My bet's on the screw extractor.They are just split roll pins. Hell there is not even the least bit of oxidation on this stuff, unless you include the black oxide. If you get them to spin they'll go.
If you go this way Do Not forget the penetrating lubricant to get between the pin and bore, and I mean good stuff not WD 40.
In my experience with carbide end mills, the interrupted cut you would encounter with the split in the pin would break the end mill cutting edge immediately. Re glue, I agree that's why I'm suggesting to rust weld it to a rod with acid.
Originally Posted by AlfaGTA
Re screw extractor...maybe, but seems like 1. It would tend to expand the pin and make it even tighter and 2. It might not grip in the first place due to pin hardness.
I think the screw extractor will put way too much force against the leading edge of the split. Probably more force pushing it open than what will be directed to rotating the pin.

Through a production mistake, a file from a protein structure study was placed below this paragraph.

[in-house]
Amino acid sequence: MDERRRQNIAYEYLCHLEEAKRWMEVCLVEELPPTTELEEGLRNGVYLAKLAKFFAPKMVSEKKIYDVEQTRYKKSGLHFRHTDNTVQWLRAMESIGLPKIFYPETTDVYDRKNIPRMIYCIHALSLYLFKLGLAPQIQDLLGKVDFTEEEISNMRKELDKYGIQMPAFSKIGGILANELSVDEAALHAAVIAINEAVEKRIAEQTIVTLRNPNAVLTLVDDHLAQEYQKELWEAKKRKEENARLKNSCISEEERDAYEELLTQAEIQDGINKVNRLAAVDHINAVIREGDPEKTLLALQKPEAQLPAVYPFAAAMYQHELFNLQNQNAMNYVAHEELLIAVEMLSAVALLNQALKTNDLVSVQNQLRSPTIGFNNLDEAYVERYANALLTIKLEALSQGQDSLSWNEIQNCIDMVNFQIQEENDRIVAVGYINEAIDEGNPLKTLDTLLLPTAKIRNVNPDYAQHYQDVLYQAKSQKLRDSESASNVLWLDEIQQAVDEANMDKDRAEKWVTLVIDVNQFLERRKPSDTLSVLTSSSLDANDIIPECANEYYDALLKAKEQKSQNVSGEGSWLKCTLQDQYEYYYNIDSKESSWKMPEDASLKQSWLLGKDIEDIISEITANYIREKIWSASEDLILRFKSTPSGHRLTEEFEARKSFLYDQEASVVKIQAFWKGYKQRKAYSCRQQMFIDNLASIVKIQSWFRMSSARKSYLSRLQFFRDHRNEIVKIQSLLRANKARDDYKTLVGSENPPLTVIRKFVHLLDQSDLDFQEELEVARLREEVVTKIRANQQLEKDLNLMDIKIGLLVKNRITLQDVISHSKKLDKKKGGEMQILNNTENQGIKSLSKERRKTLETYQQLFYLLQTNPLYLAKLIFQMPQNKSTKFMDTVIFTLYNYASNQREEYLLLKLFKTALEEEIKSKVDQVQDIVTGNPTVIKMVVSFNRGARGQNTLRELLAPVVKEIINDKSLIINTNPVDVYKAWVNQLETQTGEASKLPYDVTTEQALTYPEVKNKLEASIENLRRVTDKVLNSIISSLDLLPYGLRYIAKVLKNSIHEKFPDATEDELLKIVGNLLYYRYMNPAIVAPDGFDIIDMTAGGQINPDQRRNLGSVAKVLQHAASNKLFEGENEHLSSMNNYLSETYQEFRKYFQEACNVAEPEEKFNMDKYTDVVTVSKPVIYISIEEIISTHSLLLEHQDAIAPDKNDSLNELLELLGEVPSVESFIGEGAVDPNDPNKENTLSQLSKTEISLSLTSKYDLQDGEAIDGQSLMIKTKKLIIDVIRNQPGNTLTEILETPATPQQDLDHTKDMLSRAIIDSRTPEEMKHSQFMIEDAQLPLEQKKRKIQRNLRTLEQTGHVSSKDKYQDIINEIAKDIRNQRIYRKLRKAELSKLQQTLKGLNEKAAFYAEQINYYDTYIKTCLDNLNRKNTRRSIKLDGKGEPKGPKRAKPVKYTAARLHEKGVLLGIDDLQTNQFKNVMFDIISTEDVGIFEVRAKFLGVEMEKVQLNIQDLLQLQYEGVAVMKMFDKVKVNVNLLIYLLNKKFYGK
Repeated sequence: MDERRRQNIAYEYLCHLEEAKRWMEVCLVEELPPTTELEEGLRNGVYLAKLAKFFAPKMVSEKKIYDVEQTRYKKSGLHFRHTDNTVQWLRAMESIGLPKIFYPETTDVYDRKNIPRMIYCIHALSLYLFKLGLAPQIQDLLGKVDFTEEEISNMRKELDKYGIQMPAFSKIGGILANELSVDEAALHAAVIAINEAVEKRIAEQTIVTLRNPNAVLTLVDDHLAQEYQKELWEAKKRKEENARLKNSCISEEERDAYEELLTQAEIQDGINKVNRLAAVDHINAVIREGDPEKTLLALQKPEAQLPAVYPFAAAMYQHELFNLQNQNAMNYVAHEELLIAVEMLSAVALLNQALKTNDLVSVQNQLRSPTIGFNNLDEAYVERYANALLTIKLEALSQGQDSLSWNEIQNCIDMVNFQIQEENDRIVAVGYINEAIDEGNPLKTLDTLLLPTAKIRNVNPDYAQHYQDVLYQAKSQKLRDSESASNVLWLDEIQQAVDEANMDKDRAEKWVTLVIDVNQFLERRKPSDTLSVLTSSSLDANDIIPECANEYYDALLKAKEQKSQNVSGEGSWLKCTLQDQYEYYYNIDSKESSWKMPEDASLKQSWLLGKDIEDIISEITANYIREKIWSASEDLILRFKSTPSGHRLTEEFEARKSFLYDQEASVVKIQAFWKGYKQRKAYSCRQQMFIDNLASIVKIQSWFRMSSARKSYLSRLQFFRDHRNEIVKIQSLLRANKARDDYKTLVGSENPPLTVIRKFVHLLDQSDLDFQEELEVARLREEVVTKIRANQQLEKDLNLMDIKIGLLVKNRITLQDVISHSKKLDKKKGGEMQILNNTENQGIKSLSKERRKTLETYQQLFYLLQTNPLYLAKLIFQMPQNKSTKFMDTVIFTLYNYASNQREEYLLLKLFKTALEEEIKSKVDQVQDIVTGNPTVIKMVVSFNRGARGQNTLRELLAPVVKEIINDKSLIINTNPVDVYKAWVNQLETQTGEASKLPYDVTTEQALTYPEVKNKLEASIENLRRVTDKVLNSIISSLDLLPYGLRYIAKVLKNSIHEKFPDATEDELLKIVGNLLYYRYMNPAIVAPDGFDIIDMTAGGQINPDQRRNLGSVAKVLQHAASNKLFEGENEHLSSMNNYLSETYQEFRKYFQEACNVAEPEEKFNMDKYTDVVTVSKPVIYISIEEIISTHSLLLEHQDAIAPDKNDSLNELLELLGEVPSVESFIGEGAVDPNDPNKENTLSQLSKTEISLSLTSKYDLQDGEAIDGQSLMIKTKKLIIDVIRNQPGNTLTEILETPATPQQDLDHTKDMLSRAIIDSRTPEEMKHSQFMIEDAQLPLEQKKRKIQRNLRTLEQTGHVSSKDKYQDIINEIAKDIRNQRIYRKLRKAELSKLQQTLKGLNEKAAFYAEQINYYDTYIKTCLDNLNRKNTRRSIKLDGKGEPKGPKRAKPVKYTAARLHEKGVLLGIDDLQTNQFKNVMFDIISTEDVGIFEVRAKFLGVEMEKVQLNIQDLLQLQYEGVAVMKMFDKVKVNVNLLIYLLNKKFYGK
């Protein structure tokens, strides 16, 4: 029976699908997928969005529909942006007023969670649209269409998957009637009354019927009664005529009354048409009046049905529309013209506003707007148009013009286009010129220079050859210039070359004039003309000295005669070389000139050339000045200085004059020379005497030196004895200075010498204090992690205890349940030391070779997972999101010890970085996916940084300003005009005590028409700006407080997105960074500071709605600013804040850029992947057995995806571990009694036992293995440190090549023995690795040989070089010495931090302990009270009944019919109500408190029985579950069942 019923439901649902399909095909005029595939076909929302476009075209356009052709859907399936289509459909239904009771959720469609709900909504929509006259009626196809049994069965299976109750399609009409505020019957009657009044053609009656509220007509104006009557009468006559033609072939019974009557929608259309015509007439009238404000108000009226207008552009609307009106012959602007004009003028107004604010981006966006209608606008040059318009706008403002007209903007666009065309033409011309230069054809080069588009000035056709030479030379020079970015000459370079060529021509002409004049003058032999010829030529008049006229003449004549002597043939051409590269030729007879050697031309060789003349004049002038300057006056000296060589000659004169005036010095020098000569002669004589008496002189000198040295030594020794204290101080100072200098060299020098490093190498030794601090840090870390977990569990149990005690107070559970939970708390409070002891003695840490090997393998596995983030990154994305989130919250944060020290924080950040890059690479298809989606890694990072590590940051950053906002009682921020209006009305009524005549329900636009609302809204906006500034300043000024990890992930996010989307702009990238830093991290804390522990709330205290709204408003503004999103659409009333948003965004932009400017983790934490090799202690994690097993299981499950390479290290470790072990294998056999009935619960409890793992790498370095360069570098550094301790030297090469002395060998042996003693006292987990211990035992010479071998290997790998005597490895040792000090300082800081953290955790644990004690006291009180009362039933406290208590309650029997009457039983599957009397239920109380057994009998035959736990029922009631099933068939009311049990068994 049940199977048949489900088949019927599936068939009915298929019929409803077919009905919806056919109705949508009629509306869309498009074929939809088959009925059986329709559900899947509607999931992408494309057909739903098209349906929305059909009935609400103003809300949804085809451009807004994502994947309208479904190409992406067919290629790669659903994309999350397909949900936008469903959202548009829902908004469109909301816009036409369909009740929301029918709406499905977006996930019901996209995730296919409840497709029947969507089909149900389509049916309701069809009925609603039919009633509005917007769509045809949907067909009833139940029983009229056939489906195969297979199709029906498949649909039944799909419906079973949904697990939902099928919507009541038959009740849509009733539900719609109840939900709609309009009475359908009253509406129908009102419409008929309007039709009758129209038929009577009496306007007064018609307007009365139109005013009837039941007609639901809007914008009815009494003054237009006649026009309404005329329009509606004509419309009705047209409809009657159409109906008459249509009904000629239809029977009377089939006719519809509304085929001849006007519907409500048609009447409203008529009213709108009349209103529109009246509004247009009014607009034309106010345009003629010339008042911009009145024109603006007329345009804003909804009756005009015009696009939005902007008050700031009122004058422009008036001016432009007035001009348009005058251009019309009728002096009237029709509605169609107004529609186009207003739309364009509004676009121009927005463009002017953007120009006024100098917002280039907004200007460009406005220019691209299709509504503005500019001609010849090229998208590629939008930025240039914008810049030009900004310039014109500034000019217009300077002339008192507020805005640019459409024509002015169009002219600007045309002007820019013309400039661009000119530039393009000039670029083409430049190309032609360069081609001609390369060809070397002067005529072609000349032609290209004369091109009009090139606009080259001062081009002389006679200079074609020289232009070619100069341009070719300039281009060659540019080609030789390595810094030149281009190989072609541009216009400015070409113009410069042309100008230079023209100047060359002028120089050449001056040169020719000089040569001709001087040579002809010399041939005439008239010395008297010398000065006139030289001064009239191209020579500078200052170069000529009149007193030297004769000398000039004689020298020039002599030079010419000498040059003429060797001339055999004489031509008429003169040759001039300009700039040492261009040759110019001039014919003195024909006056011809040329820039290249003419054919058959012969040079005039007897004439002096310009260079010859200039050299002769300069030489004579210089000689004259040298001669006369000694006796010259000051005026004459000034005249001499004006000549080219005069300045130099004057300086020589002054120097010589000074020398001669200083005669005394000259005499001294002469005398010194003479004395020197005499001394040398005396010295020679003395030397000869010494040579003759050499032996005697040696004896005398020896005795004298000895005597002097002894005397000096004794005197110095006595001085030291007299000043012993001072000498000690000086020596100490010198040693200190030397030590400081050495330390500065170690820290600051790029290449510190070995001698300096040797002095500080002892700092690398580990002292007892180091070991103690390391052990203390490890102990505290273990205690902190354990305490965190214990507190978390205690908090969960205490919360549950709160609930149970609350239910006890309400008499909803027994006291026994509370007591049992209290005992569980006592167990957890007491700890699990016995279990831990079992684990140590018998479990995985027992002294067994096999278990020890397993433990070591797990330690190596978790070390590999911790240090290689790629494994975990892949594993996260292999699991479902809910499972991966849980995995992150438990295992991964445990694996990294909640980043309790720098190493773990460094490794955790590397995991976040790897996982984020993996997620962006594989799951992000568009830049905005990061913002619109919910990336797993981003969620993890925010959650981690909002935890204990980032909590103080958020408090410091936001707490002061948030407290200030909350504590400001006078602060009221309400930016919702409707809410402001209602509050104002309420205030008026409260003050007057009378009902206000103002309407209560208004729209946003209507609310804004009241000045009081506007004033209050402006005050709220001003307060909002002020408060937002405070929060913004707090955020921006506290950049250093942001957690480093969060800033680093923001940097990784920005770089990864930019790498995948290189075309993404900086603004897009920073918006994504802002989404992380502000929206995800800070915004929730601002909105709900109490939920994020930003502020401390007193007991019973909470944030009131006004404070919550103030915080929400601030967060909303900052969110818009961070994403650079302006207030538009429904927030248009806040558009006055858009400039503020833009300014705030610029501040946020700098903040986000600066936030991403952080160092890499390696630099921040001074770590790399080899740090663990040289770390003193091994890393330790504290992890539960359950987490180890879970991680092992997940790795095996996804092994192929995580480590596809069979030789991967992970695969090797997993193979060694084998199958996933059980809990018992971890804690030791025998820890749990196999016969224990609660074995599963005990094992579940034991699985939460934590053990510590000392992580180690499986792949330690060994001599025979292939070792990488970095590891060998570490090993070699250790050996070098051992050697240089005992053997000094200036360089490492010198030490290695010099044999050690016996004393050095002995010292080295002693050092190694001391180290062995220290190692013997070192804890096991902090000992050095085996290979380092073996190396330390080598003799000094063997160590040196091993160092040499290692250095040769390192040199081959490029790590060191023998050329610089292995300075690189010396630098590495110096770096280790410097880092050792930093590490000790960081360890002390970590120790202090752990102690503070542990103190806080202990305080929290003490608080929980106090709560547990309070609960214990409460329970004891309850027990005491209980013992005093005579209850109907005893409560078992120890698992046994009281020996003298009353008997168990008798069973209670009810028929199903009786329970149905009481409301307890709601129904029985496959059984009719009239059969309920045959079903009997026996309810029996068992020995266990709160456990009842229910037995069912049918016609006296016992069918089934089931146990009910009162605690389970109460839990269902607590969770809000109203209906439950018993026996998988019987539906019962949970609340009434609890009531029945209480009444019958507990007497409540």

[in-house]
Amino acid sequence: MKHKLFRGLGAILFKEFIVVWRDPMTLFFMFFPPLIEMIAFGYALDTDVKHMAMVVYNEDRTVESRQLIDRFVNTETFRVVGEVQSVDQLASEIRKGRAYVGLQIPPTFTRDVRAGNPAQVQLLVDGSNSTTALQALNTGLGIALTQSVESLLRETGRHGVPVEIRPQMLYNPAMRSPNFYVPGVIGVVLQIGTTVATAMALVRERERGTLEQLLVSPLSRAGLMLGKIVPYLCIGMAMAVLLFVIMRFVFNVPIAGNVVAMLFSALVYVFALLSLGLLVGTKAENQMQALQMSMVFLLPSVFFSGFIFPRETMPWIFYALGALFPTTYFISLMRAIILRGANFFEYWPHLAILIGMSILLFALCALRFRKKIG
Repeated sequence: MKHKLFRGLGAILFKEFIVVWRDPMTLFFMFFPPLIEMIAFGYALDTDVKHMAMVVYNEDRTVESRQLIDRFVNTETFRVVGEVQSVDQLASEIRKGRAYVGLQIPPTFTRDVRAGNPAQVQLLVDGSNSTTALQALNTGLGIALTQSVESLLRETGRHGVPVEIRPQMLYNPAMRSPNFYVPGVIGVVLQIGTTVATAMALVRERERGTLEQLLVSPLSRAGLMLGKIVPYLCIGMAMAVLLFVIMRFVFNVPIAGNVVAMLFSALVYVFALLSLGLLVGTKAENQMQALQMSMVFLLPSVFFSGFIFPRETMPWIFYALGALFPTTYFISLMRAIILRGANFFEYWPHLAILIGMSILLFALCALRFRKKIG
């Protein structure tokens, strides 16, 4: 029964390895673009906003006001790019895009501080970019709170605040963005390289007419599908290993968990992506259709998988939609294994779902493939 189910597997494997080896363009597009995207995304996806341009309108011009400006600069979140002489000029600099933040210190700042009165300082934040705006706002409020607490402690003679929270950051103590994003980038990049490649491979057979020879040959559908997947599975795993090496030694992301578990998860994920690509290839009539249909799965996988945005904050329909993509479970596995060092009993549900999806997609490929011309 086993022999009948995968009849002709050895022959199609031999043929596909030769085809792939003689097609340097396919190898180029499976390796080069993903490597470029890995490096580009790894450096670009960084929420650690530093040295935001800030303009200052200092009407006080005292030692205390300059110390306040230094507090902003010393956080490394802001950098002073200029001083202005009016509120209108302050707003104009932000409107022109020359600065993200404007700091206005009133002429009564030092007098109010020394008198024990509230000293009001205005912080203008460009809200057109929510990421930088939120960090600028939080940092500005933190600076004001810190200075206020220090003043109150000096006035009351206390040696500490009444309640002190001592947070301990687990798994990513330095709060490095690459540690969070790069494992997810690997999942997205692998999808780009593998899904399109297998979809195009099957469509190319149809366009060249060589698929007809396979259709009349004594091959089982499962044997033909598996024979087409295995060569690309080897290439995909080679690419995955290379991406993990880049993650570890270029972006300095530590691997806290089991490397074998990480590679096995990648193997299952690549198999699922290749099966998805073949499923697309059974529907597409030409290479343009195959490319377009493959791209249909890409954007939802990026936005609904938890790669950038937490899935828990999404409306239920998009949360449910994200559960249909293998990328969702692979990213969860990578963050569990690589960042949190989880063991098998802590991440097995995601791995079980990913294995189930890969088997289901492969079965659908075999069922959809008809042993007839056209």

What about trying to clean out the pin bore as much as possible, and use a pin that will fit into a slide hammer.
Find whatever loctite product will give the best grip and see if you can get the .069 pin to hold well enough that a slide hammer will pull them out. Loctite primer will greatly speed up the process. You might have to do several tries to fully clean the oil out of the pin bore to hold.
Put some grooves on the pin so the loctite holds better, and if you can find a ball shaped burr that small use a dremel to grind a radial groove into the split pin.
Failing that, maybe you could use Loctite or even epoxy to fill up the pin gap well enough that it would allow you to hydraulic the pin out.
Do them one at a time maybe, with the split facing down as good as you can to allow the Loctite to fill the split through gravity.
Final try before dis-assembly would be to machine a pin with a key sticking out of it to fill the gap but it probably would be too difficult to get it to fit closely enough to get enough pressure from grease to drive it out.